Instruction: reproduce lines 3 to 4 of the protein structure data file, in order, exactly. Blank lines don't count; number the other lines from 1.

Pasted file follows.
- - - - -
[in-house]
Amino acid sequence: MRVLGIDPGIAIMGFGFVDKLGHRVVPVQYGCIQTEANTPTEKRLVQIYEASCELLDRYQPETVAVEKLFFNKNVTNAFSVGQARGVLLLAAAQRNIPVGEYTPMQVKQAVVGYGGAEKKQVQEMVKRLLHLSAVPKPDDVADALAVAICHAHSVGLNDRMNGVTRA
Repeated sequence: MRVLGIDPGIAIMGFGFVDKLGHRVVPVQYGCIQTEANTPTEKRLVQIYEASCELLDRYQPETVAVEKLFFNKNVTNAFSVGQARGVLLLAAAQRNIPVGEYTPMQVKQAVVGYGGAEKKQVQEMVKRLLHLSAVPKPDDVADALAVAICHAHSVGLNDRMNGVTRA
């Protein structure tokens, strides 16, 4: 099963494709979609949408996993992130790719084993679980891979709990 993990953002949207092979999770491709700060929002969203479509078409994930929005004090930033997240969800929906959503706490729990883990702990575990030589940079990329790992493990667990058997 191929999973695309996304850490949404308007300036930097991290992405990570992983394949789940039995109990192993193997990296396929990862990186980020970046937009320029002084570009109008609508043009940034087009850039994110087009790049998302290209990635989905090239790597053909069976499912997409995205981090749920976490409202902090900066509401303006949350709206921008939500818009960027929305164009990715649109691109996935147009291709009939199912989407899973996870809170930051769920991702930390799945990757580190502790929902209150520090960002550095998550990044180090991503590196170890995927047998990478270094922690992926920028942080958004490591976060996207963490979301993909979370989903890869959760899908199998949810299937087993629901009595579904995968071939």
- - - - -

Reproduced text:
Repeated sequence: MRVLGIDPGIAIMGFGFVDKLGHRVVPVQYGCIQTEANTPTEKRLVQIYEASCELLDRYQPETVAVEKLFFNKNVTNAFSVGQARGVLLLAAAQRNIPVGEYTPMQVKQAVVGYGGAEKKQVQEMVKRLLHLSAVPKPDDVADALAVAICHAHSVGLNDRMNGVTRA
């Protein structure tokens, strides 16, 4: 099963494709979609949408996993992130790719084993679980891979709990 993990953002949207092979999770491709700060929002969203479509078409994930929005004090930033997240969800929906959503706490729990883990702990575990030589940079990329790992493990667990058997 191929999973695309996304850490949404308007300036930097991290992405990570992983394949789940039995109990192993193997990296396929990862990186980020970046937009320029002084570009109008609508043009940034087009850039994110087009790049998302290209990635989905090239790597053909069976499912997409995205981090749920976490409202902090900066509401303006949350709206921008939500818009960027929305164009990715649109691109996935147009291709009939199912989407899973996870809170930051769920991702930390799945990757580190502790929902209150520090960002550095998550990044180090991503590196170890995927047998990478270094922690992926920028942080958004490591976060996207963490979301993909979370989903890869959760899908199998949810299937087993629901009595579904995968071939």